I wrote a prayer on my bathroom mirror that I read every day because I'm tired of how easy it can be to see the people around me as "other" and I know I have to work to uproot the bias and the indifference in my own heart. I pray that I would be reminded daily that everyone is made in God's image, that everyone deserves to be loved and that if I can even have a small part of affirming that in someone, I will.

It doesn't have to be us and them...we can be part of creating a better story. A more inclusive story. A story where there is no us and them, there's just us. A story where no one is marginalized or made to feel "other" because they are affirmed in who they are and affirmed in the fact that they are created in God's image and are wholly and fully loved.

How does my prayer end? With love...just to love well.


I've been reminded lately how we are surrounded day in and day out by lies. Some of the them are so common and subtle that we don't even notice we are taking them in. Others stare us in the face, but we believe them. I don't want to sit across from a teenage girl and listen to her tell me she will never amount to anything because that's what those around her tell her. I don't want to sit across from a friend and listen to her tell me she is ugly and no one will ever think she's beautiful. I don't want to sit across from a child and listen to her tell me she hates herself.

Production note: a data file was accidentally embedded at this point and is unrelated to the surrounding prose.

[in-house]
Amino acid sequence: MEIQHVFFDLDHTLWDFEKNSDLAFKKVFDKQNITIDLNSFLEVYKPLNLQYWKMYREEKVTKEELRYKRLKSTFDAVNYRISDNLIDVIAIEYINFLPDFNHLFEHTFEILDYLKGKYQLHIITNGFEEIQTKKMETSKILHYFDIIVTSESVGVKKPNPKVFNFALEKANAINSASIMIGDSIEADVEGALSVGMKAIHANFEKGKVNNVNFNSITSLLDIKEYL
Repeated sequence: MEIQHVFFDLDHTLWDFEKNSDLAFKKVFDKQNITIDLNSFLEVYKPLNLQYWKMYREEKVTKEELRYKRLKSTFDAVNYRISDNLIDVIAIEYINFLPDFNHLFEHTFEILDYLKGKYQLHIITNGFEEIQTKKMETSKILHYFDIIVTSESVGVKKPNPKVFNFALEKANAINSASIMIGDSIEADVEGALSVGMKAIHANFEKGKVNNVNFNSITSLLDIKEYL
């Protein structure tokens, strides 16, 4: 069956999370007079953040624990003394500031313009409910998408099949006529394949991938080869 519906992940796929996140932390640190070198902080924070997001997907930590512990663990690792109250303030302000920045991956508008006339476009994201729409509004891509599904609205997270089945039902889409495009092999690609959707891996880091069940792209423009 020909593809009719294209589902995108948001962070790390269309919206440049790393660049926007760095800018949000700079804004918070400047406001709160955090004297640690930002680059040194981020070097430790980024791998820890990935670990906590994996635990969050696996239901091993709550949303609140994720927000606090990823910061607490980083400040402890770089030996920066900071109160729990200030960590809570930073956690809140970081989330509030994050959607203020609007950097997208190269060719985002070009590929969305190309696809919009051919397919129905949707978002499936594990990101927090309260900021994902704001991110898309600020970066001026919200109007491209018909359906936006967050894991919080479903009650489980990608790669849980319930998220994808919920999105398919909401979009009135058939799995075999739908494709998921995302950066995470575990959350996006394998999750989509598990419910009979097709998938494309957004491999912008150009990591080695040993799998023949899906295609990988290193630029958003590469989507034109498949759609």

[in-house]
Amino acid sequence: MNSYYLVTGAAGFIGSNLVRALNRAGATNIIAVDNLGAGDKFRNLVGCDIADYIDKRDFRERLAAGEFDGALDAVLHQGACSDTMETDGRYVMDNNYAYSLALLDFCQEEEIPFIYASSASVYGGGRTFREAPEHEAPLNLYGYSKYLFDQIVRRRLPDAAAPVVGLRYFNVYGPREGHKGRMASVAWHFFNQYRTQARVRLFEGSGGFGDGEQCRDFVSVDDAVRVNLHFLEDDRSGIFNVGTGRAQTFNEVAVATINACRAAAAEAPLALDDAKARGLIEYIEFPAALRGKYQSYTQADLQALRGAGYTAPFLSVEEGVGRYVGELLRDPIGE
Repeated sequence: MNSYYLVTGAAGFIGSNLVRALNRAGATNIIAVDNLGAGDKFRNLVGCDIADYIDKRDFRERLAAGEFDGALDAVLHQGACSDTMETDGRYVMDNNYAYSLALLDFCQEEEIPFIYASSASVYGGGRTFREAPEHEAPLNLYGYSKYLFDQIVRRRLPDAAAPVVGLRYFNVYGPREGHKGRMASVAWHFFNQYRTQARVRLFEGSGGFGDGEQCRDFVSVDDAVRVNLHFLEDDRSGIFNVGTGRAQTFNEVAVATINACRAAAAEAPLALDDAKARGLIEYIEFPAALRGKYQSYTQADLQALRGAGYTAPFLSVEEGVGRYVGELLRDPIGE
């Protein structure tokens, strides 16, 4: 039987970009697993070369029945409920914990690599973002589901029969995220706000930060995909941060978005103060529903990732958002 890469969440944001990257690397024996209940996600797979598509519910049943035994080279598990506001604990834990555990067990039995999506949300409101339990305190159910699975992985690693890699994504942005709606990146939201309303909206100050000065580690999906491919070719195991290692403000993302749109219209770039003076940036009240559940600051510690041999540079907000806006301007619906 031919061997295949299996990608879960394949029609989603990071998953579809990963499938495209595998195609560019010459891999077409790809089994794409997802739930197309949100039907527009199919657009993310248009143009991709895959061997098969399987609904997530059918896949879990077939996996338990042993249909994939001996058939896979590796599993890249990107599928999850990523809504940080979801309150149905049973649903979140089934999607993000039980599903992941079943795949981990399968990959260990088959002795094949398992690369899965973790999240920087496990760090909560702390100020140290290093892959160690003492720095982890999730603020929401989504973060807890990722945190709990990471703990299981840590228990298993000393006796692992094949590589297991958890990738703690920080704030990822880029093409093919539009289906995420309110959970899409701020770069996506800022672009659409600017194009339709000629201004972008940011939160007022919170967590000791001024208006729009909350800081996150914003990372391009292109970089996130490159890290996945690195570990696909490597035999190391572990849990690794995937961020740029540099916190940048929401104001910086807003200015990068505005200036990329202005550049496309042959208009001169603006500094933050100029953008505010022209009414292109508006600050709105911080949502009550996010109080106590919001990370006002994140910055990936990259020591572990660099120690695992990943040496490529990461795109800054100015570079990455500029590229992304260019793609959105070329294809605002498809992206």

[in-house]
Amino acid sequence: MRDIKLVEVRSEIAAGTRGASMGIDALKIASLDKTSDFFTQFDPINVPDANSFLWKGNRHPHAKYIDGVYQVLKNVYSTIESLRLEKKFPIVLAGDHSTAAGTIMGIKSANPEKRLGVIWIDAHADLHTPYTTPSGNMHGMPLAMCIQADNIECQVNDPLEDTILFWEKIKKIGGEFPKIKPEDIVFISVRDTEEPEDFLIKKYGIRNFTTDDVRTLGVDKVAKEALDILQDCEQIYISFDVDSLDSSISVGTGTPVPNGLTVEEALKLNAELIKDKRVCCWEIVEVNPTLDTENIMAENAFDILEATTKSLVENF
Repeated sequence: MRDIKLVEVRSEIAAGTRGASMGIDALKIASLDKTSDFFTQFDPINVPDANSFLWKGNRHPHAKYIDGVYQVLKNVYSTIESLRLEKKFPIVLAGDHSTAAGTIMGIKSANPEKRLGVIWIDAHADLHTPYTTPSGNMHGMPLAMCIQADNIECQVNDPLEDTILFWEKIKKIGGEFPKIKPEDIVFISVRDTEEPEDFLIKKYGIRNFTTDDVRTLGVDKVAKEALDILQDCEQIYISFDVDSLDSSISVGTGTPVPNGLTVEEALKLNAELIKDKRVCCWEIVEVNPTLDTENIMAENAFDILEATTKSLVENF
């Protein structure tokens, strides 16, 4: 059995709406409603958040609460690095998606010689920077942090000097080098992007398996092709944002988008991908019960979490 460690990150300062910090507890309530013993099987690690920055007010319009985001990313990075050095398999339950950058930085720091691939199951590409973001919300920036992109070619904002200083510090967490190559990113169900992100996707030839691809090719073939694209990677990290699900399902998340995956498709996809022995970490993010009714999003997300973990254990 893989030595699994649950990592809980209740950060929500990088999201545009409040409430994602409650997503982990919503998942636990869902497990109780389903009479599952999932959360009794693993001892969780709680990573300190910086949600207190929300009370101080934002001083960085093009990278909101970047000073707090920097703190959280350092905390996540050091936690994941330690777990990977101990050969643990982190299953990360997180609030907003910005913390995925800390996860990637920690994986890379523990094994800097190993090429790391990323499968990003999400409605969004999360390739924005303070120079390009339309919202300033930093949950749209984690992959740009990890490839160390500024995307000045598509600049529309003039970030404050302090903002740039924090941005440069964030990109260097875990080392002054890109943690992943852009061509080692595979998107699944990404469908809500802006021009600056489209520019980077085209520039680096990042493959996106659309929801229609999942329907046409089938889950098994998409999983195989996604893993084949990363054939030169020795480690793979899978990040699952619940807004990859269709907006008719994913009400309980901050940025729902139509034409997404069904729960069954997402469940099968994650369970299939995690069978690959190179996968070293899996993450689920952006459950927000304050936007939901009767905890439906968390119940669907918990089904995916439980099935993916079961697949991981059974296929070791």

I hear these things all the time. It hurts me to hear people believe these lies. But then I look at myself and realize how often I believe these lies. How many times have I thought to myself that I am anything but beautiful? How many times have I believed that I will never really do anything with my life?

Lies. Lies. Lies.

I want to sit across from this teenage girl and tell her she will amount to something because she is smart, she has the kindest, selfless heart of any teenager I've ever met, and she loves deeply. I want to sit across from my friend and tell her she's more beautiful than she will ever know. I want to sit across from this child and tell her she is loved, she is beautiful, she was created for a purpose by a God that loves her more than me or anyone around her ever will and she is good.

I want to whisper truth across the souls of these precious and wonderful people. I want them to know they were created for a reason, that they are part of a bigger story, and that they belong to a God who fiercely loves them. I can say this with confidence because I struggle with these very things and I have felt that still, small voice whisper across my soul that I am beautiful, I am loved and I was meant to live and live life abundantly.